|Pastors Greg Ott, Marvin Zaldivar and translator|
What transpired at the conclusion of the vespers no one could have imagined. As our group began preparing themselves mentally for departure from the picturesque Front Royal, Virginia mountain setting, we asked them to leave the conference room and process outside onto the hillside just behind the beautiful Northern Virginia 4-H Educational Center. There we would partake in the sharing of bread and cup; a closing communion to send us on our way.
Also gathered that weekend at the 4-H center were members of Iglesia Los Hechos Mission from Manassas, Virginia (Church of Acts Mission Manassas) http://www.iglesialoshechos.com .
They described themselves as an evangelical Christian group. The group was made up of men and women of all ages from Mexico and other areas of Central America, but primarily they young people; many young children with their parents. The group was relatively the same size as ours numbering approximately 80. The group like ours had come to retreat and fellowship together in the beauty of the Front Royal area.
We encountered them each time we dined together in the cafeteria of the retreat center. That's where I struck up a conversation with their Pastor, Marvin Zaldivar who told me a little bit about himself and the church he helped start within the confines of his home basement. Now, four years later, the church was meeting in a space they rented from a Baptist church in Northern Virginia. I took the opportunity to introduce Pastor Marvin to several of the clergy within our group.
Earlier, I'd asked my friend, Pastor, Greg Ott if he would conduct the communion service. Greg and only a handful of other men from our group knew that the two groups would be sharing communion together. Pastor Marvin joined Greg in the center of the circle as well as a young man who agreed to act as translator for the fellowship time. The words of institution and prayers for bread and cup were all done alternately in Spanish and in English. But the acts were in a universal language.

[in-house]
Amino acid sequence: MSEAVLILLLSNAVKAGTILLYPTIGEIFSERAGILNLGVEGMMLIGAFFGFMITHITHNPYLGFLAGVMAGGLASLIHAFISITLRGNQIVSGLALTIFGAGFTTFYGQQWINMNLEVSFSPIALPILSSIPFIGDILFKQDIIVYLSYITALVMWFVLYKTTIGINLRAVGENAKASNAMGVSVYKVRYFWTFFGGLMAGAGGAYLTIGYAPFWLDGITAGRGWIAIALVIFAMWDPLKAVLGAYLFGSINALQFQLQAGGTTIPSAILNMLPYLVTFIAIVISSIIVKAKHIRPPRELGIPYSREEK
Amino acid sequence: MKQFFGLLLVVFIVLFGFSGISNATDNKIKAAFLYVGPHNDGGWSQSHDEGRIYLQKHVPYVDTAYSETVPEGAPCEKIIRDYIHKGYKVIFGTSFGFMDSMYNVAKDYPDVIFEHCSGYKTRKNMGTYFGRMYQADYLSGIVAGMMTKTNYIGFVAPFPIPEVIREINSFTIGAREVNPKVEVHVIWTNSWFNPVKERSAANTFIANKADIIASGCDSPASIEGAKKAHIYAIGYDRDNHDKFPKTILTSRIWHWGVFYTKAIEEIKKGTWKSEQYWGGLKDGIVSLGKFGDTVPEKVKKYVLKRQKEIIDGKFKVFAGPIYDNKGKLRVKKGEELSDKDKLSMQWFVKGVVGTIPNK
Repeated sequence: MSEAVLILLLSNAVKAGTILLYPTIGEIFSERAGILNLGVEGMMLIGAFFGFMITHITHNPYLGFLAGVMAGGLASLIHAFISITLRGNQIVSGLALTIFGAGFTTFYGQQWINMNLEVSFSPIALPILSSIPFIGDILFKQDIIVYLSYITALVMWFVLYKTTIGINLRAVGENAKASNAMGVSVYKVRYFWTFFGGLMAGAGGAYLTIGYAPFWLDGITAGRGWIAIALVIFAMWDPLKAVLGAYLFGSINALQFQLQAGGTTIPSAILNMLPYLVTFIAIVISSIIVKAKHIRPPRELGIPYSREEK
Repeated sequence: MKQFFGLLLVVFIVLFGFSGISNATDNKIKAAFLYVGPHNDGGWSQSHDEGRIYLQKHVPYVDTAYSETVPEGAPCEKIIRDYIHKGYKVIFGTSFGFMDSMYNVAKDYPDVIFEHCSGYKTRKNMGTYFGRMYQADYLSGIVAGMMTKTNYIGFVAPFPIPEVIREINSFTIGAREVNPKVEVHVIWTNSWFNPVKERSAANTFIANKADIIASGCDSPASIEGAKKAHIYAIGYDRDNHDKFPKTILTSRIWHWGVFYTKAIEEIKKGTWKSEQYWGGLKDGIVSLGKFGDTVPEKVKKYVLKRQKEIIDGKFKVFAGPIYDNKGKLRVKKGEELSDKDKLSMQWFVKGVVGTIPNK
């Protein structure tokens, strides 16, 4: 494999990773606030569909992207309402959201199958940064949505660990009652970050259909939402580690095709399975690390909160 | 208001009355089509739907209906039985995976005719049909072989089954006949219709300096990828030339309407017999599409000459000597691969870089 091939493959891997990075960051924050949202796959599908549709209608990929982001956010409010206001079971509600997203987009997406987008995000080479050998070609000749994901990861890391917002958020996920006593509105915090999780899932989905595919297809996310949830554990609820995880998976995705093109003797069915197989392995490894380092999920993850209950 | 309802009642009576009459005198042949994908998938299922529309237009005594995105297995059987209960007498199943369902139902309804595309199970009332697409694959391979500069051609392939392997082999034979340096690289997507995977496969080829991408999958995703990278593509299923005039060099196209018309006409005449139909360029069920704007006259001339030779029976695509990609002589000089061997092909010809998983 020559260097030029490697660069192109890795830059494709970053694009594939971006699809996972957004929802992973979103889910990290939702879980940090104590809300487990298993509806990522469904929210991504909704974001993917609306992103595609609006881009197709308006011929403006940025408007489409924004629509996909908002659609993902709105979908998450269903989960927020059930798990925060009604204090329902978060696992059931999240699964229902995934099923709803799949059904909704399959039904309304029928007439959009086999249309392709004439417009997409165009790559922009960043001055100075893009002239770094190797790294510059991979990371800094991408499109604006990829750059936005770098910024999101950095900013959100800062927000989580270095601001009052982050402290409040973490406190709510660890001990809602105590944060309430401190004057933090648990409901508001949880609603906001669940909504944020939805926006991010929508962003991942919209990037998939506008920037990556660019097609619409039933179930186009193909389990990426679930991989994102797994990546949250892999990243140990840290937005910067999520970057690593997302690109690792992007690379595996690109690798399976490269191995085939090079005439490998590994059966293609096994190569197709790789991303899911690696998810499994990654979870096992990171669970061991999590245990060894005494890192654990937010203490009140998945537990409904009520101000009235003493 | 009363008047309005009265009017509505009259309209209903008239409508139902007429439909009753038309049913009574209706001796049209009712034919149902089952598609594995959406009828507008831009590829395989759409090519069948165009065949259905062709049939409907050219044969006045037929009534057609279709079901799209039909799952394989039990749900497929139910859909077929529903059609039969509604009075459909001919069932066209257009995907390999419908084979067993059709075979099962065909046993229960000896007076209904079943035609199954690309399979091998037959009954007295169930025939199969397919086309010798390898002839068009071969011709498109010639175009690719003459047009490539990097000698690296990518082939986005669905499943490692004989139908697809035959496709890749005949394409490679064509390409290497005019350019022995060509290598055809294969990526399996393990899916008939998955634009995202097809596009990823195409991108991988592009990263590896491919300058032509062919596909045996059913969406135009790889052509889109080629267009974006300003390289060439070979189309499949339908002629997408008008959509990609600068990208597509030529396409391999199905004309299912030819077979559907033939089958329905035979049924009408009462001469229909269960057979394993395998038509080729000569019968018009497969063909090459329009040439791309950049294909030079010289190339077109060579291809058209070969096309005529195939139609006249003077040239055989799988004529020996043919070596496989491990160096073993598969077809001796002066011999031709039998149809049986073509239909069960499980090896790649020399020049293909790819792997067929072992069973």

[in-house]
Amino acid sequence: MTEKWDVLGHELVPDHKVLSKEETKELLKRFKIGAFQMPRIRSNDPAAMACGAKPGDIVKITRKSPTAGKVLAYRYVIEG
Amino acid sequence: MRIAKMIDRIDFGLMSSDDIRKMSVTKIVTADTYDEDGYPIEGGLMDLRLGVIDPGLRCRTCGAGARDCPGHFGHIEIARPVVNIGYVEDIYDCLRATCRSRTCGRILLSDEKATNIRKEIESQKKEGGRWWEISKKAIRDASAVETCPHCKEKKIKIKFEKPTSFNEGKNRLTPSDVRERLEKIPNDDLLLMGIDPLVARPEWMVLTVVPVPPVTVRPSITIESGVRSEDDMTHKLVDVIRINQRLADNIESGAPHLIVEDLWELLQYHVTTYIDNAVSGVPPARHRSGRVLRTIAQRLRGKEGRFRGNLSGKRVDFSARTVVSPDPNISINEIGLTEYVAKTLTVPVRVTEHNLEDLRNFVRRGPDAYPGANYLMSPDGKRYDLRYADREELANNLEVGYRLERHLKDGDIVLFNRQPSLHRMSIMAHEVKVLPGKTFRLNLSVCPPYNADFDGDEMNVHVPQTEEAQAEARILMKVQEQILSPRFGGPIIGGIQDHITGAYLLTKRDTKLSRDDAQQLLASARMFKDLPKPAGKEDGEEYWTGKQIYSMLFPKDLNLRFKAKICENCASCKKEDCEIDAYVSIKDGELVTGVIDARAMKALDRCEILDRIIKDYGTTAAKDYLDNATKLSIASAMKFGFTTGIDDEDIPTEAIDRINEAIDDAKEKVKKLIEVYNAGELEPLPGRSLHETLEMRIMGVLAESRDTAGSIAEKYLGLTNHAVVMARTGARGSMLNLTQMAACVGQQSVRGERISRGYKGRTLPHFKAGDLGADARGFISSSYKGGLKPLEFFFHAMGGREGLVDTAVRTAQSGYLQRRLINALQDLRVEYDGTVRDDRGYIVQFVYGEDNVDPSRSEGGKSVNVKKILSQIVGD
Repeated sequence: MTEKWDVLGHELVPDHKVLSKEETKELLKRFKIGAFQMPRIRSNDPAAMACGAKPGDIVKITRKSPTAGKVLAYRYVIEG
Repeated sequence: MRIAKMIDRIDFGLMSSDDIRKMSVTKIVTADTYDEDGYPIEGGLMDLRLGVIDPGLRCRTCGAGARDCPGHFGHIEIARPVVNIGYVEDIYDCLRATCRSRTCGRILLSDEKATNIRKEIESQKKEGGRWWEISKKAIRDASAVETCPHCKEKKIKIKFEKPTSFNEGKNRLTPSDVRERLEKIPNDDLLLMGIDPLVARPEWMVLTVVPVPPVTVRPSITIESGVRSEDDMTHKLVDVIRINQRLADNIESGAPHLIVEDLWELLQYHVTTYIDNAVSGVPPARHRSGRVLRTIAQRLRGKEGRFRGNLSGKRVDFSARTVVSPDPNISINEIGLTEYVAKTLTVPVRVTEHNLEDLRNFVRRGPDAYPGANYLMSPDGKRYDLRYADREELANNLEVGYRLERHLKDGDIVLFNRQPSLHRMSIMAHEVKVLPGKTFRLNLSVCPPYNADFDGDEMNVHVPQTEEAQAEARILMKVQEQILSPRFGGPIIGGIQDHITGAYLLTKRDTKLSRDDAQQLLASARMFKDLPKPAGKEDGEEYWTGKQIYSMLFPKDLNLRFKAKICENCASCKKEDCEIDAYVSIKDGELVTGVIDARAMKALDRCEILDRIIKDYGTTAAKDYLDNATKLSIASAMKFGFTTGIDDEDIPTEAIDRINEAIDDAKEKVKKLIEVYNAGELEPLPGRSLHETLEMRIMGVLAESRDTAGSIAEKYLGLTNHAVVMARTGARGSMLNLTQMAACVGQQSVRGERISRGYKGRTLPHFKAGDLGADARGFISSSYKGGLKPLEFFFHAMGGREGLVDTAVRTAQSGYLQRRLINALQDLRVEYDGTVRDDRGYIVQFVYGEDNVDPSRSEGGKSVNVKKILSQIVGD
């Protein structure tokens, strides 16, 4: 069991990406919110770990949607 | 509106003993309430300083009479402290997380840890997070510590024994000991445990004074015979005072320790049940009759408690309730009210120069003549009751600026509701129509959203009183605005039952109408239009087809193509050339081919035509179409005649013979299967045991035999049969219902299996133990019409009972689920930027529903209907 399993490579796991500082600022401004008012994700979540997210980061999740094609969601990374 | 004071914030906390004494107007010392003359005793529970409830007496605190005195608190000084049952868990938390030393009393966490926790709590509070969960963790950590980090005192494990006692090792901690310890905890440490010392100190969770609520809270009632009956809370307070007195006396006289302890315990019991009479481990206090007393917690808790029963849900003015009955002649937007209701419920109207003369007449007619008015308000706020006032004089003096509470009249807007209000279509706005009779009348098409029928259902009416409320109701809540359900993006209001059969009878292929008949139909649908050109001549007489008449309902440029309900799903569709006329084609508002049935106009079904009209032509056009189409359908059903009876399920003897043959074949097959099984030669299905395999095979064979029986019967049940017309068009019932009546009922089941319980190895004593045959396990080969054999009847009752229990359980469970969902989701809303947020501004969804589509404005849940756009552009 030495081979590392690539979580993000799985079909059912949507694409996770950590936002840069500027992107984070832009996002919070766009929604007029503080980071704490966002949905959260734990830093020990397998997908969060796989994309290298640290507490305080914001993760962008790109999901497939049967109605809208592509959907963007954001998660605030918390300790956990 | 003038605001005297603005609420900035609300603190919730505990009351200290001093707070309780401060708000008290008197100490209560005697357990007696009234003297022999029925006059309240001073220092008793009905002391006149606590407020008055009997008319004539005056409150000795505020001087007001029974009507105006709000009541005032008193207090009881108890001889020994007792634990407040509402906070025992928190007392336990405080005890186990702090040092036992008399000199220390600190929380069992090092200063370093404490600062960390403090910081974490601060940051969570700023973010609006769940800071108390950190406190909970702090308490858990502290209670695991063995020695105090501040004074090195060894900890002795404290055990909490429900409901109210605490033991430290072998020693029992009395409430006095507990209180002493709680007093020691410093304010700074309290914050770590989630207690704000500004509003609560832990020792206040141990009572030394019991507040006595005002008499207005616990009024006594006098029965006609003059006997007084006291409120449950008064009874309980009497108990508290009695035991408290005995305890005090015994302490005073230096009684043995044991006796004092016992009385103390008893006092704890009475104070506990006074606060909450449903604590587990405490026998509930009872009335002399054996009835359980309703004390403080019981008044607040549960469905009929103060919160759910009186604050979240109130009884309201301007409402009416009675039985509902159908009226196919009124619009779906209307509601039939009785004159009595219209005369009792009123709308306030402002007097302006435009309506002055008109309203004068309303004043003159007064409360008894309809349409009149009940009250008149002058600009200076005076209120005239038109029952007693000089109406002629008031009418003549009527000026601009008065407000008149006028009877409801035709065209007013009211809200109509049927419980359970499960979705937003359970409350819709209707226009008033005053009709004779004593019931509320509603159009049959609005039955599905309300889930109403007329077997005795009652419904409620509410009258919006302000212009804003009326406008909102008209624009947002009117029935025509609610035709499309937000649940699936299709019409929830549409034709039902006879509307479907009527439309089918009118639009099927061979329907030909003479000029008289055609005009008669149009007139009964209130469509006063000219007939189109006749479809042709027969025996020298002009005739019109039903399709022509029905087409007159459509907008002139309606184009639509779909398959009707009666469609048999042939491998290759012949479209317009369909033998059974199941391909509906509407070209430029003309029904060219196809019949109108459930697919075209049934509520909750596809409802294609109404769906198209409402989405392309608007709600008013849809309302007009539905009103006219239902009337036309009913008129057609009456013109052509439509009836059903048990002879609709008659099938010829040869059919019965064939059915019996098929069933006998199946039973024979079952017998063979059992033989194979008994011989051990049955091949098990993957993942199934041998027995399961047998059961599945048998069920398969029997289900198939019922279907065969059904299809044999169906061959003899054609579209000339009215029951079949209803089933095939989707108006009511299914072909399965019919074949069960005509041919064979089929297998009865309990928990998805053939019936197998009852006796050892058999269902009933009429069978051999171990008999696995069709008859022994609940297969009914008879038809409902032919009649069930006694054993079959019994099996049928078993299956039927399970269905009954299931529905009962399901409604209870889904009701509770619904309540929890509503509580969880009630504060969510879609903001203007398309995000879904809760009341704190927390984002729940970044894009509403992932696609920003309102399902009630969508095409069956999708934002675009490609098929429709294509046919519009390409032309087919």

There on that hillside a group of Jesus Followers came together to partake in an act that transcends language, culture and ethnicity. By intinction they all came forward singing praises of emotion and thanksgiving. At communion's conclusion, hugs, hugs and more hugs were shared. Conversations lingered as our time of retreat concluded. Many tears were shed as the two groups dispersed.
One man said to me that this was the first step. In light of our conversation and discussions during our fellowship time over the weekend I had to agree that the men gathered recognized that this loving act of hospitality and spirituality that we had just shared was the first step of many for men of the Christian Church (Disciples of Christ) and other mainline denominational men. We must be open to receiving the movement of the Holy Spirit and be cognizant of the compassion and love of following in those first footsteps of example given to us by a man over 2000 years ago. Jesus was present on the hillside with us smiling with joy. So, did I see God during the weekend? You bet I did.
Being together with those people that morning was one of the most humbling and spiritually moving experiences I've ever been a part of. As I think about my first Father's Day this weekend I think about the day when I can proudly and excitedly share this story, the first of many, with my son.
Happy Father's Day!